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17.5.

The Carathéodry-Hahn Theorem 1

Section 17.5. The Carathéodry-Hahn Theorem:


The Extension of a Premeasure to a Measure

Note. We have µ defined on S and use µ to define µ∗ on X. We then restrict


µ∗ to a subset of X on which µ∗ is a measure (denoted µ). Unlike with Lebesgue
integration where the elements of S are measurable sets themselves (and S is the
set of open intervals), we may not have µ defined on S. In this section, we look for
conditions on µ : S → [0, ∞] which imply the measurability of the elements of S.
Under these conditions, µ is then an extension of µ from S to M.

Definition. A set function µ : S → [0, ∞] is finitely additive if whenever {Ek }∞


k=1

is a finite disjoint collection of sets in S and ∪∞


k=1 Ek ∈ S, we have
n
! n
[ X
µ · Ek = µ(Ek ).
k=1 k=1

Note. We have previously defined finitely monotone for set functions and Propo-
sition 17.6 gives finite additivity for a measure, but this is the first time we have
discussed a finitely additive set function.

Proposition 17.11. Let S be a collection of subsets of X and µ : S → [0, ∞] a set


function. in order that the Carathéodory measure µ induced by µ be an extension
of µ (that is, µ = µ on S) it is necessary that µ be both finitely additive and
countably monotone and, if ∅ ∈ S, then µ(∅) = 0.
17.5. The Carathéodry-Hahn Theorem 2

Note. We want to create measures using set functions, outer measure, and the
Carathéodory condition. We want, as with Lebesgue measure, the Carathéodory
measure to extend the set function, so we want the conditions of Proposition 17.11
to be satisfied. So we have the following definitions.

Definition. Let S be a collection of subsets of X and µ : S → [0, ∞] a set function.


Then µ is a premeasure if µ is both finitely additive and countably monotone and,
if ∅ ∈ S, then µ(∅) = 0.

Note. The condition of a set function being a premeasure is not sufficient to


guarantee that µ is an extension of µ, as shown in Problems 17.25 and 17.26. It
turns out that we need more “algebraic” structure on the sets in S.

Definition. A collection S of subsets of X is said to be closed with respect to


the formation of relative complements provided that for any A, B ∈ S, the relative
complement A \ B ∈ S. The collection S is said to be closed with respect to
the formation of finite intersections provided for any A, B ∈ S, the intersection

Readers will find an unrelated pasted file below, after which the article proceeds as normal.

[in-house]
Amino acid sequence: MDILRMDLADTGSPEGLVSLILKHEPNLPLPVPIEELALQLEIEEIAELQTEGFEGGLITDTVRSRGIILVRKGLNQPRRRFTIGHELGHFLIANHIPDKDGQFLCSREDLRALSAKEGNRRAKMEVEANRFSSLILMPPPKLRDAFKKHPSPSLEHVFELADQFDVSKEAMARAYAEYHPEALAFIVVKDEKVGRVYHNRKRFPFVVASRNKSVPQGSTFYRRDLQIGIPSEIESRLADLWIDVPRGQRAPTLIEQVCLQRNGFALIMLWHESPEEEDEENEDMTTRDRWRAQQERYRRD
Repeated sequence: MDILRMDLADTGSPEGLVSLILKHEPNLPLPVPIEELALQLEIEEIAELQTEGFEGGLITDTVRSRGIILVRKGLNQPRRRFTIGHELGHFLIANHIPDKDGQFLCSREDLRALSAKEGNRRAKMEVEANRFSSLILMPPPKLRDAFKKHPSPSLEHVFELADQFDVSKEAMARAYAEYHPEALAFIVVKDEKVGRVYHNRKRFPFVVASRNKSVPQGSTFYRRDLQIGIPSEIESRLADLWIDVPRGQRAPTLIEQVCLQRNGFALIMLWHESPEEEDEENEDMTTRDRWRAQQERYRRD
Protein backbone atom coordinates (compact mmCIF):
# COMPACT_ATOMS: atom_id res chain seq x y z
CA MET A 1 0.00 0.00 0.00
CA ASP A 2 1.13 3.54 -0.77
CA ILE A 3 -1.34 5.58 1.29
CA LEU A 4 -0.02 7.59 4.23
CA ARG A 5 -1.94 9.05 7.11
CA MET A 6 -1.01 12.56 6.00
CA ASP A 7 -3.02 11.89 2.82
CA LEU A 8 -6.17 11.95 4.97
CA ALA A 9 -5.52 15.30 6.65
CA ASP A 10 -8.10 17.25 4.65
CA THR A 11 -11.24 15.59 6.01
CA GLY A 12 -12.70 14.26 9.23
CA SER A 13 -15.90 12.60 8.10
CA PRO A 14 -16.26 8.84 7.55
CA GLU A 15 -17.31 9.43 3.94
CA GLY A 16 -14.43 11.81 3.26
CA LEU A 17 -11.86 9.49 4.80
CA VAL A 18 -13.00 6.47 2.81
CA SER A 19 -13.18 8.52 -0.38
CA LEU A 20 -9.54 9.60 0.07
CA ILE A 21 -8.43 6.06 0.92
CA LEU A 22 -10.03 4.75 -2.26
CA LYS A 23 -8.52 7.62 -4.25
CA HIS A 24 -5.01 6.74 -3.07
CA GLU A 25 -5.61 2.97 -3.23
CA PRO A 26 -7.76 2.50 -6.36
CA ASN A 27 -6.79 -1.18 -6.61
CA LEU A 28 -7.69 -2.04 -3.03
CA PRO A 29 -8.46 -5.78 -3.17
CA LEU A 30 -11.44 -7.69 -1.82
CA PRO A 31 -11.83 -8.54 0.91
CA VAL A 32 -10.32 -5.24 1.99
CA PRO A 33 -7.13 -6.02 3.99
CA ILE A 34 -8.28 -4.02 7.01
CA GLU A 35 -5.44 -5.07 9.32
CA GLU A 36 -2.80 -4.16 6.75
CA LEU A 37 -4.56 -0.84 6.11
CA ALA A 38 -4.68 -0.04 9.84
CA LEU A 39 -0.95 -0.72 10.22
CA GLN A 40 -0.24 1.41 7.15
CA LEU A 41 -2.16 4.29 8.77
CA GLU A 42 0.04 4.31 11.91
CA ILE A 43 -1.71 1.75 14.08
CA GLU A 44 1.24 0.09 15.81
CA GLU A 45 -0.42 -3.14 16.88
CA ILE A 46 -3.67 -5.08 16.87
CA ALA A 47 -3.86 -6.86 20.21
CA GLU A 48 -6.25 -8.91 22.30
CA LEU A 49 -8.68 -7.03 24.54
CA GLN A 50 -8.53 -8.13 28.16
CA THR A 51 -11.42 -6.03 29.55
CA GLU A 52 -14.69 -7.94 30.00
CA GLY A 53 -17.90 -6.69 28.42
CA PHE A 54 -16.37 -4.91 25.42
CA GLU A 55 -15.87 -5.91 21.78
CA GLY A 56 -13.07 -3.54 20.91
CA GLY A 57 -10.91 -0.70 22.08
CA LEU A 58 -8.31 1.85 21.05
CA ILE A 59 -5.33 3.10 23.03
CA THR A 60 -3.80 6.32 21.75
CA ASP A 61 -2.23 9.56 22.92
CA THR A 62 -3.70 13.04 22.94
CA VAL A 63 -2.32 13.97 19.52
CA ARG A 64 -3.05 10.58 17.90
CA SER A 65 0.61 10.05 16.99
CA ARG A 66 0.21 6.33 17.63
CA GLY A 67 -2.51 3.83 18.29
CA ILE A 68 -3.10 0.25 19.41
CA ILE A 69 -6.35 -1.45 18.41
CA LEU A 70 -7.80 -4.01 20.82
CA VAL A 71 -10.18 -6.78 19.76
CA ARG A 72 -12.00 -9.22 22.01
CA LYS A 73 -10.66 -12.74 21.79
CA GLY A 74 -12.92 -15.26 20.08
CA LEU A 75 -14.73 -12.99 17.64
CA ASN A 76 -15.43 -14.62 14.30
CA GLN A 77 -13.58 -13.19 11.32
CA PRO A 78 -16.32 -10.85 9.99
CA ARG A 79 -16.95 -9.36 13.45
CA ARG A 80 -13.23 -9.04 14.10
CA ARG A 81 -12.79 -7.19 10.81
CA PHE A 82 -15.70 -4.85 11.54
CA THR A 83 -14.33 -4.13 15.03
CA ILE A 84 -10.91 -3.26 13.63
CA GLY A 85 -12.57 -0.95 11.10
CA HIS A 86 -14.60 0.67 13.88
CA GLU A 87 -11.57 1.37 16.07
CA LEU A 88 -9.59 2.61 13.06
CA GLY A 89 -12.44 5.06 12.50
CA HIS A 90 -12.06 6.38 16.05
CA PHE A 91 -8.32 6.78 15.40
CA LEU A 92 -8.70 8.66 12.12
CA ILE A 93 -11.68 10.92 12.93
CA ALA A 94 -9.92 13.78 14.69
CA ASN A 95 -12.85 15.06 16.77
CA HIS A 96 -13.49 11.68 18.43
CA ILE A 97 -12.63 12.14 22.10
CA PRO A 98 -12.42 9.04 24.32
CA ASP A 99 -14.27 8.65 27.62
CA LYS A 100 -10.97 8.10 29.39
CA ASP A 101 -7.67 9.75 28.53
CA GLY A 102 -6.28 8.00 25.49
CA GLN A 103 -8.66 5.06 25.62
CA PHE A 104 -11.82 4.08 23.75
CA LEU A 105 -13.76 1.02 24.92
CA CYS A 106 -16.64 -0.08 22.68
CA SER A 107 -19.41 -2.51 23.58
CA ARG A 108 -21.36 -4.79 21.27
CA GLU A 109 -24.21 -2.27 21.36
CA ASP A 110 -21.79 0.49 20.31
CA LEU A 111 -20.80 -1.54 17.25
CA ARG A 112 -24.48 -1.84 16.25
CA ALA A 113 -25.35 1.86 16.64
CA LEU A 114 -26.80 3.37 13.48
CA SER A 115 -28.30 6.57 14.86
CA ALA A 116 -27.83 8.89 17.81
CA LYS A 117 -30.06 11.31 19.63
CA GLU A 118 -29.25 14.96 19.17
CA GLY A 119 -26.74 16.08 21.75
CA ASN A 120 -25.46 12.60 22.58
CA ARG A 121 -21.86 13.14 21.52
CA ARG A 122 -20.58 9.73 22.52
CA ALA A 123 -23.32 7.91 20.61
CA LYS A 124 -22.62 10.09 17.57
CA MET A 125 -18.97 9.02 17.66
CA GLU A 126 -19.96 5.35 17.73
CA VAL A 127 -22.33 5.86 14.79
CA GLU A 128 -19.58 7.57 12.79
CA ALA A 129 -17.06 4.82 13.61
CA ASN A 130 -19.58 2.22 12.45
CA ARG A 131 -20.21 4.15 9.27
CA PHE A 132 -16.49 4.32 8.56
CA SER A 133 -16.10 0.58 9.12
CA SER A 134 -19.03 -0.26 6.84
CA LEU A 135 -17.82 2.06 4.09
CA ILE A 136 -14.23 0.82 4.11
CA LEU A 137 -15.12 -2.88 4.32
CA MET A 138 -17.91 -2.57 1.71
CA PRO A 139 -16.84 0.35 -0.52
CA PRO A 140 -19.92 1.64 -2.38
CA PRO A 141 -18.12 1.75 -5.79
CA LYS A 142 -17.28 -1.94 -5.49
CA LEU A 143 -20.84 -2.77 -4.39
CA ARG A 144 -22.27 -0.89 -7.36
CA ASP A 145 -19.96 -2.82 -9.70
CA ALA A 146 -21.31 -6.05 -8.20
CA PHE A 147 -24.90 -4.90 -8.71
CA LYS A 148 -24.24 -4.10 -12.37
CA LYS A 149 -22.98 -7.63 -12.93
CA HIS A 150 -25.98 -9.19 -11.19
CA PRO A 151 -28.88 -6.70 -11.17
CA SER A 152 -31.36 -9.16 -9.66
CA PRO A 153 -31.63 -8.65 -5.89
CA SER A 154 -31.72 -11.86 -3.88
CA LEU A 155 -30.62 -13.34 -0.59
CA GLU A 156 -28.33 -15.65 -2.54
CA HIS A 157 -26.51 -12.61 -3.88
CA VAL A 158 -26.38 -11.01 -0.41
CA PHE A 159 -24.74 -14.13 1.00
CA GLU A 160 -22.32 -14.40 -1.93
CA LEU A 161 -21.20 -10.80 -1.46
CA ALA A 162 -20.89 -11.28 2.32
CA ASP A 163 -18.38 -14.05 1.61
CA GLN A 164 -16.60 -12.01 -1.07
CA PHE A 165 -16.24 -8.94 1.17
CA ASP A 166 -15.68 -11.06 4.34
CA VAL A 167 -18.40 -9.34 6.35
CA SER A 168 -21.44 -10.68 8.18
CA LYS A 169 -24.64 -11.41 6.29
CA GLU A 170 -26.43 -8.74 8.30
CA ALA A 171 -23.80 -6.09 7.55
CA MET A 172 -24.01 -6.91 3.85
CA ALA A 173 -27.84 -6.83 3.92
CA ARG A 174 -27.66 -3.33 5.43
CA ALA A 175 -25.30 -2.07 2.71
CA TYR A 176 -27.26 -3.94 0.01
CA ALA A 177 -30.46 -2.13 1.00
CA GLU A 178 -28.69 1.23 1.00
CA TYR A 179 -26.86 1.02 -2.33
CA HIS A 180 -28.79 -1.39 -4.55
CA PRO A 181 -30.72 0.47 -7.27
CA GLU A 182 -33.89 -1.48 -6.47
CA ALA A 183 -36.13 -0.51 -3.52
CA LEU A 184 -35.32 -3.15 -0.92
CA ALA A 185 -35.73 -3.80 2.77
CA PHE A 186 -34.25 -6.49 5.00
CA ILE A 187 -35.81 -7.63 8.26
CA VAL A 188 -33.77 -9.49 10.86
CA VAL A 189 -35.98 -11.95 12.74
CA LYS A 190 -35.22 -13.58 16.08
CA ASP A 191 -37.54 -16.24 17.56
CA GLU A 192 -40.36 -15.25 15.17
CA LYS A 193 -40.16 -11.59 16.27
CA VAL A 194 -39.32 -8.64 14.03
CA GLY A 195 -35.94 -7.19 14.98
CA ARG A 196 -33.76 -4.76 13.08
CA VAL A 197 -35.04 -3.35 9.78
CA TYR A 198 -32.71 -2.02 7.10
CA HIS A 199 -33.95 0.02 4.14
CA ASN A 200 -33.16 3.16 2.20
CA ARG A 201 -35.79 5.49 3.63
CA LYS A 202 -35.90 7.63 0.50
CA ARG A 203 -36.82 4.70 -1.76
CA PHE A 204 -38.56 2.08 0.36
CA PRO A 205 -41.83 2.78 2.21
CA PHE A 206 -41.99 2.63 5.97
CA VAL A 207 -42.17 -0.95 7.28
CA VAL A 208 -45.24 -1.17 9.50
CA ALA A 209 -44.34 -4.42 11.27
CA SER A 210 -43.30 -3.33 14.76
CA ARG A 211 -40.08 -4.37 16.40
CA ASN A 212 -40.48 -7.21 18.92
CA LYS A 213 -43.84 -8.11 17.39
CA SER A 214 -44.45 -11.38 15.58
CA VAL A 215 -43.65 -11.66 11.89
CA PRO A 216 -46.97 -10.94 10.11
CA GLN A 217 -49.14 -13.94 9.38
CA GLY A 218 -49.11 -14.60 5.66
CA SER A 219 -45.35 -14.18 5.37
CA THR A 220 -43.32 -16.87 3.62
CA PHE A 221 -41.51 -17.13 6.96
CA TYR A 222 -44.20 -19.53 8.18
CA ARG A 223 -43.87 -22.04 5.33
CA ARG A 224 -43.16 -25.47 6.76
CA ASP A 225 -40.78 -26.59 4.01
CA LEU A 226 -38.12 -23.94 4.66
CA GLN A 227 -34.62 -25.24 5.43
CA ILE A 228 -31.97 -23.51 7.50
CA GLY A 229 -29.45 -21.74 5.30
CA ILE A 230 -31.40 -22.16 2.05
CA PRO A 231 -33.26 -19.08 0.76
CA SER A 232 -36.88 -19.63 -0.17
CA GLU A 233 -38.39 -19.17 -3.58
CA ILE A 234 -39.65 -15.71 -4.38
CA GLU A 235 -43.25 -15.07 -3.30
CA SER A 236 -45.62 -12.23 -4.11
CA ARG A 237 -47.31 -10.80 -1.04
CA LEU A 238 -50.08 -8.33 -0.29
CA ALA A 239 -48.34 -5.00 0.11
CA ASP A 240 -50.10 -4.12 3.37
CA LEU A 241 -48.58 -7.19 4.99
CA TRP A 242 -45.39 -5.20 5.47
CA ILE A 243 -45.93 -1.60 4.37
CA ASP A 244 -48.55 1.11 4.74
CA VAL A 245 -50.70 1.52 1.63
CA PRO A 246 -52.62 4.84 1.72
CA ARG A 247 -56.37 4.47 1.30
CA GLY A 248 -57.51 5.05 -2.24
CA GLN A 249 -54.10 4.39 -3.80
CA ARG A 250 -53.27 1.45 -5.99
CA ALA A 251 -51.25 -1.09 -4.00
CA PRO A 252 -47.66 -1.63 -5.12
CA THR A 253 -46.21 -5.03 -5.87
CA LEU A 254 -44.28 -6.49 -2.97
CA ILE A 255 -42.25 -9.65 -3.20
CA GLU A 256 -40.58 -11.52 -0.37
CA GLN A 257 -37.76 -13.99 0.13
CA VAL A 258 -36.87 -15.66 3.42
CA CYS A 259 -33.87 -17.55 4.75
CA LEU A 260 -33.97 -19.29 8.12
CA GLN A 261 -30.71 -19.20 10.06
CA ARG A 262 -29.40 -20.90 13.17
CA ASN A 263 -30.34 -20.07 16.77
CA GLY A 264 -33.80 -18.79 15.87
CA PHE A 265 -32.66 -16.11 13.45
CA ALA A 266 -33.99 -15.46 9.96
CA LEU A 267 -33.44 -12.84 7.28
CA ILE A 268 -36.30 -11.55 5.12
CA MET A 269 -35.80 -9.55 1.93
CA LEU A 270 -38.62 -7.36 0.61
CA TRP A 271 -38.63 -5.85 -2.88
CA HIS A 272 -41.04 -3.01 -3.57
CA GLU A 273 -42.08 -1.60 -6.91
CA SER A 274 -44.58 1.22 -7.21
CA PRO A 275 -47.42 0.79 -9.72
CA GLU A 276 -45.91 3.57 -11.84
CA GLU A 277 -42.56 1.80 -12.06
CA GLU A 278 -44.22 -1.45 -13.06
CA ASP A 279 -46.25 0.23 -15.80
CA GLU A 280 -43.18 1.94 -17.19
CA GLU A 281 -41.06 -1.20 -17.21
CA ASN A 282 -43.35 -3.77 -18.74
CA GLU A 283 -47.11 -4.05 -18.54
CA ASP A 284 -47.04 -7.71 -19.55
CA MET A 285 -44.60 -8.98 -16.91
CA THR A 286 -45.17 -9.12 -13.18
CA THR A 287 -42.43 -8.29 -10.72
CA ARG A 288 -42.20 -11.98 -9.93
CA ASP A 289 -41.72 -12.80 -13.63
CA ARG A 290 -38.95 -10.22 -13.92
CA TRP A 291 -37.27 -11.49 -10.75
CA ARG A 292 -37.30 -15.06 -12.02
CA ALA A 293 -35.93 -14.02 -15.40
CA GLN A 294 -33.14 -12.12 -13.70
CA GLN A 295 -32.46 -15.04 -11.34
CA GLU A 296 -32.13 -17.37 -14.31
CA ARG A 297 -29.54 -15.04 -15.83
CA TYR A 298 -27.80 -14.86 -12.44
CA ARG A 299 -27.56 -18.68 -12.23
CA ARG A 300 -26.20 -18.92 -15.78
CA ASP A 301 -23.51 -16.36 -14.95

A ∩ B ∈ S.

Note. Closure with respect to relative intersections implies closure with respect
to finite intersections since A ∩ B = A \ (A \ B). Closure with respect to relative
complements also implies ∅ ∈ S since ∅ = A \ A.
17.5. The Carathéodry-Hahn Theorem 3

Theorem 17.12. Let µ : S → [0, ∞] be a premeasure on a nonempty collection S


of subsets of X that is closed with respect to the formation of relative complements.
then the Carathéodory measure µ : M → [0, ∞] induced by µ is an extension of µ
called the Carathéodory extension of µ.

Note. As observed above, we need a certain amount of algebraic structure on S


(in terms of relative complements and so forth) before we can conclude that µ is
an extension of µ. this is the motivation for the following definition.

Definition. A nonempty collection S of subsets of X is a semiring if for all


A, B ∈ S, we have A ∩ B ∈ S and there is a finite disjoint collection {Ck }nk=1 of
sets in S for which A \ B = ∪nk=1 Ck .

Note. The following result concerning semiring S is a preamble to our main result
for this section (and requires a fairly lengthy proof).

Proposition 17.13. Let S be a semiring of subsets of a set X. Define S 0 to be the


collection of unions of finite disjoint collections of sets in S. Then S 0 is closed with
respect to the formation of relative complements. Furthermore, any premeasure on
S has a unique extension to a premeasure on S 0 .
17.5. The Carathéodry-Hahn Theorem 4

Definition. Let S be a collection of subsets of X. A set function µ : S → [0, ∞]


is σ-finite if X = ∪∞
k=1 Sk where Sk ∈ S and µ(Sk ) < ∞ for each k ∈ N.

The Carathéodory-Hahn Theorem.


Let µ : S → [0, ∞] be a premeasure on a semiring S of subsets of X. Then the
Carathéodory measure µ induced by µ is an extension of µ. Furthermore, if µ is
σ-finite, then so is µ and µ is the unique measure on the σ-algebra of µ∗ -measurable
sets that extends µ.

Corollary 17.14. Let S be a semiring of subsets of a set X and B the smallest


σ-algebra of subsets of X that contain S. then two σ-finite measures on B are
equal if and only if they agree on sets in S.

Note. The assumption of σ-finite in the Carathéodory-Hahn Theorem is necessary


for the uniqueness claim, as shown by example in Problem 17.32.

Note. The application of the Carathéodory-Hahn Theorem of must importance is


the introduction of product measures (in Sections 20.1 and 20.2). As a first exam-
ple, the bounded intervals of real numbers form a semiring (see Problem 17.33i)
and the set function which associated the length of an interval with the interval is
a premeasure. So by the Carathéodory-Hahn Theorem, Lebesgue measure (which
is the Carathéodory measure induced by interval length) is the unique σ-finite
extension of length on the σ-algebra of Lebesgue measurable sets.
17.5. The Carathéodry-Hahn Theorem 5

Note. We conclude this chapter with a few set-theoretic definitions.

Definition. Let S be a collection of subsets of X. Then S is a ring of sets if it


is closed with respect to finite unions and the formation of relative complements
(and therefore by DeMorgan, closed with respect to finite intersections). A ring
that contains X is an algebra (again). A semiring that contains X is a semialgebra.
Revised: 12/13/2016